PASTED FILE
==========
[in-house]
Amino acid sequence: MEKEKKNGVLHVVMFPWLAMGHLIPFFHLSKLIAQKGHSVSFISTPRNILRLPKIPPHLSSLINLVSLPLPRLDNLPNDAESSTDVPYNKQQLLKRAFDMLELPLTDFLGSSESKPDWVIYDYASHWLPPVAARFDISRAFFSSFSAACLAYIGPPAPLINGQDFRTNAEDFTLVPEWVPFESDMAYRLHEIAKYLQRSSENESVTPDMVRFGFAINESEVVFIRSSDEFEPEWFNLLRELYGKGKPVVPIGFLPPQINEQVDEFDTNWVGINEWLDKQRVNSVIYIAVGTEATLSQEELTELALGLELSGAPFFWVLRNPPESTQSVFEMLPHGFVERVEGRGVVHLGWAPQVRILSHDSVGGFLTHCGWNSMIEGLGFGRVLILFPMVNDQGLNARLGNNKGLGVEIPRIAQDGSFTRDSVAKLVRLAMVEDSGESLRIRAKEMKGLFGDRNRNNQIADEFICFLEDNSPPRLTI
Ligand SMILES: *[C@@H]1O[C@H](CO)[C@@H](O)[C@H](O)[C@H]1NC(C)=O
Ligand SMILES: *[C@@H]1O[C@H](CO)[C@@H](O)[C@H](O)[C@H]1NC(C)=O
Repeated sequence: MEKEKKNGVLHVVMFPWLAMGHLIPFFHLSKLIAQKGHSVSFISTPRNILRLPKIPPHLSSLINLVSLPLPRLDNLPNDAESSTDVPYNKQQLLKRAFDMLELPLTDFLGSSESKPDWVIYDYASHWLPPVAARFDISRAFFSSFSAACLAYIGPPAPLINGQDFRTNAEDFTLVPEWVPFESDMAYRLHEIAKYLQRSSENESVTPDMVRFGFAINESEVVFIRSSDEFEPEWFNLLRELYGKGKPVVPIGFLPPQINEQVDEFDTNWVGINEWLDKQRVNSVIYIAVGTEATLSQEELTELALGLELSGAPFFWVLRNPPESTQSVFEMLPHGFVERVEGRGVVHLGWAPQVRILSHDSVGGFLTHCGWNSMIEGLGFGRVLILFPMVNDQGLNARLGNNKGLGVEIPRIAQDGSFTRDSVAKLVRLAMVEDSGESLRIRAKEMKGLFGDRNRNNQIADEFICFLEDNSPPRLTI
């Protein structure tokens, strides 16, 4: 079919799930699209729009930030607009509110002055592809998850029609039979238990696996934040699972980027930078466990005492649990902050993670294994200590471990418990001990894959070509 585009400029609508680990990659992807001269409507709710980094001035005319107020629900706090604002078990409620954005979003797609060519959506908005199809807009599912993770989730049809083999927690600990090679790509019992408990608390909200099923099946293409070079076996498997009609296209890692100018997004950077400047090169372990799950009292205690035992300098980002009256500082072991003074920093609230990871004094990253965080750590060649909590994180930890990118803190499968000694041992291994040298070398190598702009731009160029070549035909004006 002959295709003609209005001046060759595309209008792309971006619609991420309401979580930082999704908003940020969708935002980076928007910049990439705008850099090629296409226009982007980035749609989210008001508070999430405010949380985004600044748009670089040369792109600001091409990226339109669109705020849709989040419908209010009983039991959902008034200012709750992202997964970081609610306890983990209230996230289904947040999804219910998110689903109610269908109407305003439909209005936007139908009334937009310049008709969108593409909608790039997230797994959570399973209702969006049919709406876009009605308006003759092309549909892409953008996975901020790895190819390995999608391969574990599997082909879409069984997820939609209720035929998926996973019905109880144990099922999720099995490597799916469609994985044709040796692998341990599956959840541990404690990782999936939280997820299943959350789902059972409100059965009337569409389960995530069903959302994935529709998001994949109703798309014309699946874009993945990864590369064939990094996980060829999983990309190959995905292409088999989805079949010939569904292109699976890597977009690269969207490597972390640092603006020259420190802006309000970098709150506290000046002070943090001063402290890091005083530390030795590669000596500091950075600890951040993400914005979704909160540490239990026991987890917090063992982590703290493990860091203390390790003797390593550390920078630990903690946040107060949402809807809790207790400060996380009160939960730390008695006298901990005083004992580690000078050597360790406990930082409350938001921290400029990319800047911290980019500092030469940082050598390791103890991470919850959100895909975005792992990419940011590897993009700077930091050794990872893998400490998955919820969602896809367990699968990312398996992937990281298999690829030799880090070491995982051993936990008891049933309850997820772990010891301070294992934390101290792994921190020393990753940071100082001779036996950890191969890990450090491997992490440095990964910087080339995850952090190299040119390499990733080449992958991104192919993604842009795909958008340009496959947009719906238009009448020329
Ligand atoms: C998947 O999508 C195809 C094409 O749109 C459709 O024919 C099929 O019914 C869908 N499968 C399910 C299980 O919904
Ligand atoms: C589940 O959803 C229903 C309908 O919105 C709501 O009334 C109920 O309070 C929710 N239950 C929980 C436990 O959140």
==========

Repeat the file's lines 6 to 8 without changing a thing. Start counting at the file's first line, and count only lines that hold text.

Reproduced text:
């Protein structure tokens, strides 16, 4: 079919799930699209729009930030607009509110002055592809998850029609039979238990696996934040699972980027930078466990005492649990902050993670294994200590471990418990001990894959070509 585009400029609508680990990659992807001269409507709710980094001035005319107020629900706090604002078990409620954005979003797609060519959506908005199809807009599912993770989730049809083999927690600990090679790509019992408990608390909200099923099946293409070079076996498997009609296209890692100018997004950077400047090169372990799950009292205690035992300098980002009256500082072991003074920093609230990871004094990253965080750590060649909590994180930890990118803190499968000694041992291994040298070398190598702009731009160029070549035909004006 002959295709003609209005001046060759595309209008792309971006619609991420309401979580930082999704908003940020969708935002980076928007910049990439705008850099090629296409226009982007980035749609989210008001508070999430405010949380985004600044748009670089040369792109600001091409990226339109669109705020849709989040419908209010009983039991959902008034200012709750992202997964970081609610306890983990209230996230289904947040999804219910998110689903109610269908109407305003439909209005936007139908009334937009310049008709969108593409909608790039997230797994959570399973209702969006049919709406876009009605308006003759092309549909892409953008996975901020790895190819390995999608391969574990599997082909879409069984997820939609209720035929998926996973019905109880144990099922999720099995490597799916469609994985044709040796692998341990599956959840541990404690990782999936939280997820299943959350789902059972409100059965009337569409389960995530069903959302994935529709998001994949109703798309014309699946874009993945990864590369064939990094996980060829999983990309190959995905292409088999989805079949010939569904292109699976890597977009690269969207490597972390640092603006020259420190802006309000970098709150506290000046002070943090001063402290890091005083530390030795590669000596500091950075600890951040993400914005979704909160540490239990026991987890917090063992982590703290493990860091203390390790003797390593550390920078630990903690946040107060949402809807809790207790400060996380009160939960730390008695006298901990005083004992580690000078050597360790406990930082409350938001921290400029990319800047911290980019500092030469940082050598390791103890991470919850959100895909975005792992990419940011590897993009700077930091050794990872893998400490998955919820969602896809367990699968990312398996992937990281298999690829030799880090070491995982051993936990008891049933309850997820772990010891301070294992934390101290792994921190020393990753940071100082001779036996950890191969890990450090491997992490440095990964910087080339995850952090190299040119390499990733080449992958991104192919993604842009795909958008340009496959947009719906238009009448020329
Ligand atoms: C998947 O999508 C195809 C094409 O749109 C459709 O024919 C099929 O019914 C869908 N499968 C399910 C299980 O919904
Ligand atoms: C589940 O959803 C229903 C309908 O919105 C709501 O009334 C109920 O309070 C929710 N239950 C929980 C436990 O959140």